Jonathan Roy, the son of former Montreal Canadiens goalie Patrick Roy, has received an absolute discharge after pleading guilty Wednesday to assaulting an opponent in a junior hockey match.
Jonathan Roy will donate $5,000 to five local charitable organizations and will not have a criminal record.
Roy, a former goaltender for the Quebec Remparts, was charged with assault following a brawl with opponent Bobby Nadeau during a March 2008 Quebec Major Junior Hockey League game. The incident sparked a national debate about violence in the sport.
Roy's father is the Remparts head coach and owner and was coaching the team from behind the bench when the fight occurred during a playoff game at the Centre Georges-Vézina in the city of Saguenay, Que.
Roy, 20, entered his plea Wednesday morning, telling the court that he regretted his behaviour and lacked judgment when he attacked Nadeau.
He faced up to five years in prison, but his lawyer, Steve Magnan, was able to persuade the court to give his client an absolute discharge, without any opposition from the Crown.
Roy said he needed the discharge to travel to the United States to pursue his new career as a singer.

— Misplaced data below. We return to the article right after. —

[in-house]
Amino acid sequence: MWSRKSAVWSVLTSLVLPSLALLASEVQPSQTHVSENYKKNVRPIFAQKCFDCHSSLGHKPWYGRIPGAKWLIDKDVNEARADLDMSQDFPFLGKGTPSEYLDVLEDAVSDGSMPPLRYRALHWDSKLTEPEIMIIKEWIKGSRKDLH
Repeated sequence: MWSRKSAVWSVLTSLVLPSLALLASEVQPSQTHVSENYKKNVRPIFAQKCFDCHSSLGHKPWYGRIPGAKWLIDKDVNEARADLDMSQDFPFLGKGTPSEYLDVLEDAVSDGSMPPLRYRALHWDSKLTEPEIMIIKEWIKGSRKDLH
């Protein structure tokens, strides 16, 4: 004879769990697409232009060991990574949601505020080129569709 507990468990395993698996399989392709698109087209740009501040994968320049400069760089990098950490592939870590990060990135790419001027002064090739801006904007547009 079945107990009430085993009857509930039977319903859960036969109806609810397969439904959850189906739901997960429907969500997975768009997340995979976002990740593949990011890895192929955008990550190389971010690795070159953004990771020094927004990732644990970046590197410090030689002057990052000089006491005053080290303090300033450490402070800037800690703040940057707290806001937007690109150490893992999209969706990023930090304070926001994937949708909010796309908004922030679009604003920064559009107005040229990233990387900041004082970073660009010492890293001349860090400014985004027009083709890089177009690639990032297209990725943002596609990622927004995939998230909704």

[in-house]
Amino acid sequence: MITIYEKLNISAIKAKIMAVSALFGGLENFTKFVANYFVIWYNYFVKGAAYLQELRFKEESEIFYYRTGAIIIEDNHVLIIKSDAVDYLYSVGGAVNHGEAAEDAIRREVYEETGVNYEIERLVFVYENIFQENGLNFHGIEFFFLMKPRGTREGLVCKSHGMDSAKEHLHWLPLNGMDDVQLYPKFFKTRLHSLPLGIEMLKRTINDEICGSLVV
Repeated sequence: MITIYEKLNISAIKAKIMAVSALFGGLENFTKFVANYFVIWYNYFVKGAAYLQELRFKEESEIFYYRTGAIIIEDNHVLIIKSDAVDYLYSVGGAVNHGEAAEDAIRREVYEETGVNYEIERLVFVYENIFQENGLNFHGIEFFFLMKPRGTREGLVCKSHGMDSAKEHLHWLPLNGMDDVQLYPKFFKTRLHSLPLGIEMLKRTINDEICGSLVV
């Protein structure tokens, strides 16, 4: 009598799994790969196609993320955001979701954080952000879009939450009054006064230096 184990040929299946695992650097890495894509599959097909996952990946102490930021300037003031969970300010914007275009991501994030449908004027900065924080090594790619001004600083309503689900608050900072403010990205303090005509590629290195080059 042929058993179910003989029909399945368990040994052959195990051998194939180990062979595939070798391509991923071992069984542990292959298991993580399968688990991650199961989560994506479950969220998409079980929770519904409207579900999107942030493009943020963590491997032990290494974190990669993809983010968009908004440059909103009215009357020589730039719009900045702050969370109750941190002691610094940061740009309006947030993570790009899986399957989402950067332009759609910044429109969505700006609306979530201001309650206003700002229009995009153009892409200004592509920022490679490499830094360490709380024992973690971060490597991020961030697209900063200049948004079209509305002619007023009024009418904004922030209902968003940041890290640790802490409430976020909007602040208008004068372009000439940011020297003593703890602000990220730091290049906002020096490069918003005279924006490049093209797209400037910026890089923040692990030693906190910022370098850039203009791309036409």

"He's really happy," Magnan told CBC News. "He's moving on with a new career as a singer.
"Because he will not have a criminal record, it will be possible for him to go in the United States and try to live his dream."
The family is tired of seeing images of their son's brawl and are ready to move on, Magnan added.
Roy seen pounding opponent in video
Video of the brawl shows Nadeau, a Chicoutimi Saguenéens goalie, curled up in a ball on the ice after being repeatedly struck by Roy. Nadeau later testified he wasn't hurt in the fight, which was part of a larger brawl involving several players. Other video clips show Patrick Roy encouraging his son to take off after Nadeau.
Jonathan Roy was fined $500 and suspended for seven games after the fight while his father received a five-game suspension and a $4,000 fine.
His lawyer had earlier complained that his client was being targeted by prosecutors because of his famous hockey family name.
Magnan said Quebec courts don't traditionally pursue hockey players for fighting as long as there are no major injuries.
The province's director of public prosecutions changed the directive for hockey fights four months after Roy's brawl, which sparked a lengthy debate about what constitutes violence in hockey.
Jonathan Roy no longer plays in Quebec's junior league and is focusing on his music career.